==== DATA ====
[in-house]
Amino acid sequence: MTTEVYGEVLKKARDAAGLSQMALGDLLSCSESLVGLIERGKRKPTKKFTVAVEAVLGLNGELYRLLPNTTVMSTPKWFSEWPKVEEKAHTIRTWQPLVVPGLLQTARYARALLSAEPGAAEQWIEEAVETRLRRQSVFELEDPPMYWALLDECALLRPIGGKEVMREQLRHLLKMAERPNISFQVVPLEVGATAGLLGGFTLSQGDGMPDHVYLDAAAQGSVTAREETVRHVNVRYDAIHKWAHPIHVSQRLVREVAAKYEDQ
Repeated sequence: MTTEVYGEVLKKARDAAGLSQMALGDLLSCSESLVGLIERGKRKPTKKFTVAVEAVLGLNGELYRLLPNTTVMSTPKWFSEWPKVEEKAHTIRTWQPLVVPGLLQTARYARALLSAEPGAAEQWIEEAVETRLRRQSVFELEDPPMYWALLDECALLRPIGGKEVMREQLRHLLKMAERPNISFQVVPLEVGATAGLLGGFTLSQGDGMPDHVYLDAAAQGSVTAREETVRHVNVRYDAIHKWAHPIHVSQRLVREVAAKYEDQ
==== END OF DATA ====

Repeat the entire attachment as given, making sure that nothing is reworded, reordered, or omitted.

[in-house]
Amino acid sequence: MTTEVYGEVLKKARDAAGLSQMALGDLLSCSESLVGLIERGKRKPTKKFTVAVEAVLGLNGELYRLLPNTTVMSTPKWFSEWPKVEEKAHTIRTWQPLVVPGLLQTARYARALLSAEPGAAEQWIEEAVETRLRRQSVFELEDPPMYWALLDECALLRPIGGKEVMREQLRHLLKMAERPNISFQVVPLEVGATAGLLGGFTLSQGDGMPDHVYLDAAAQGSVTAREETVRHVNVRYDAIHKWAHPIHVSQRLVREVAAKYEDQ
Repeated sequence: MTTEVYGEVLKKARDAAGLSQMALGDLLSCSESLVGLIERGKRKPTKKFTVAVEAVLGLNGELYRLLPNTTVMSTPKWFSEWPKVEEKAHTIRTWQPLVVPGLLQTARYARALLSAEPGAAEQWIEEAVETRLRRQSVFELEDPPMYWALLDECALLRPIGGKEVMREQLRHLLKMAERPNISFQVVPLEVGATAGLLGGFTLSQGDGMPDHVYLDAAAQGSVTAREETVRHVNVRYDAIHKWAHPIHVSQRLVREVAAKYEDQ